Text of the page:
Do you ever feel like giving up because you keep making the same mistakes over and over and over again? I've been there with big things and small things-- wanting to kick my bad snacking habits, trying to reject perfectionism and surrender control, trying to remember to leave my apartment earlier to allow myself more time to get places. It's tempting to want to throw in the towel when we feel we aren't measuring up. But what will we ever gain if we give up on everything that's hard? If we stopped trying just because we didn't succeed the first time around, we wouldn't accomplish much at all.
If I had given up every time I failed in my life, I would have never learned to tie my shoes, braid my hair, ride a bike, do a push-up, drive a car, cook rice (and if I'm really being honest, I still can't do that one well), or probably a hundred other things. I don't know who I'd be without going through those experiences and learning lessons the hard way.
Of course, I would love to naturally be gifted in every area of life, but that's just not realistic. Instead, I'm choosing to be grateful for the things I am gifted in, leaning into those things, finding ways to grow in those areas, while also challenging myself to improve the things that are difficult for me. I'm trying to become more of a moderator, exercising self-control, focusing on long-term goals instead of instant gratification. I'm working on exhibiting patience instead of frustration and irritability. I am striving to think less about myself and more about others.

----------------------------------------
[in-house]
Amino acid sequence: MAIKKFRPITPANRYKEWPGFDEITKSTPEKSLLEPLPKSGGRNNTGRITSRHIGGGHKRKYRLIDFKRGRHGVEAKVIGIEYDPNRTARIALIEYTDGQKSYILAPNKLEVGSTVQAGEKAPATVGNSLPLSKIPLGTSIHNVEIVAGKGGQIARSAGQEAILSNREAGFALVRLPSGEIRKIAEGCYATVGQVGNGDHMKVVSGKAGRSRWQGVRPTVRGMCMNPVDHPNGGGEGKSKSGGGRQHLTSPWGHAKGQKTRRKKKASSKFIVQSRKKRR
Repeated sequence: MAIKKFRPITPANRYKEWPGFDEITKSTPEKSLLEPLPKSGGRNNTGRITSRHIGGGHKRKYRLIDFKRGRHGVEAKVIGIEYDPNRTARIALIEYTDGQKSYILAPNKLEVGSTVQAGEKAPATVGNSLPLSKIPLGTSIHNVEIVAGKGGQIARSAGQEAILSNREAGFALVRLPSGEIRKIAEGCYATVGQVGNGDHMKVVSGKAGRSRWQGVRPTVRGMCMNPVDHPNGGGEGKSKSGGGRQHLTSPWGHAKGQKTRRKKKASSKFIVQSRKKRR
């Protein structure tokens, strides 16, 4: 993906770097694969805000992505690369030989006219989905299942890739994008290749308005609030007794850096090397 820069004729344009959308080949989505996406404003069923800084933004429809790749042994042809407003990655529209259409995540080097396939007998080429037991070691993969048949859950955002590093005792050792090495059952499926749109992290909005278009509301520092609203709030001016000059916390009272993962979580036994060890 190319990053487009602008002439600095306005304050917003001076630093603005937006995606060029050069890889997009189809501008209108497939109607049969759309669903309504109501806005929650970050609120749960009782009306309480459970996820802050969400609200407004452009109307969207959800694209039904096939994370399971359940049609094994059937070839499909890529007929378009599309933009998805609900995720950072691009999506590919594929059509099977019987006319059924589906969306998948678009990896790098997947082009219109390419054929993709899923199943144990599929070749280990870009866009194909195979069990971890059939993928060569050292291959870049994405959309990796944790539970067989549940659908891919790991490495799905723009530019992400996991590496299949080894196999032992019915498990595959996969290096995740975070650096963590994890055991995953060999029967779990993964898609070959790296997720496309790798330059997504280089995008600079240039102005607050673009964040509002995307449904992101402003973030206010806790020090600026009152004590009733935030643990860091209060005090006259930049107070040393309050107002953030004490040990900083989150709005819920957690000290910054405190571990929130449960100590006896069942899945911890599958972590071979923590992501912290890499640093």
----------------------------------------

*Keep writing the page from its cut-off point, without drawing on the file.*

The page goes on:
I continually make mistakes in these areas, and in others as well. In light of those mistakes, it would be easy to label myself as a "failure." But just because I fail doesn't mean I'm a failure. It means I'm a work in progress.
How I label myself has a profound impact on my approach to obstacles in my life. And I get to decide how I define myself. I am choosing to tell myself that I am a moderator. I am a generous person. I am a kind person. I am a patient person. I am a healthy person. I am a joyful person. These attributes function as motivation to make decisions that allow me to get one step closer to feeling like I really embody them, even if there are some backward steps thrown in.
The truth is, everybody makes mistakes. We're just all afraid to admit it most of the time. We're all works in progress. We're all still struggling to figure out who we are and why we're here. We go through different seasons of life --some harder than others-- picking up little lessons and experiences along the way, letting them shape and mold us into who we are and who we want to be.
When we decide that failing doesn't make us failures, we give ourselves the freedom to learn from our mistakes. We also gain strength in knowing our choices don't make us who we are; we get to decide who we are and make choices based on our identity. We get to try again. Maybe conquering our biggest obstacles will take us a few attempts, but isn't it a beautiful thing that we get the opportunity to try?
So today I invite you to start again. And if you don't succeed, I encourage you to start again tomorrow, too. And the day after that. And the day after that. Until you can look back and realize you've moved forward toward your goal without having even realized it. Simply because you didn't give up. You fell down but got back up again. You kept fighting to make your dreams a reality.
You can do it. So go start again, my friend.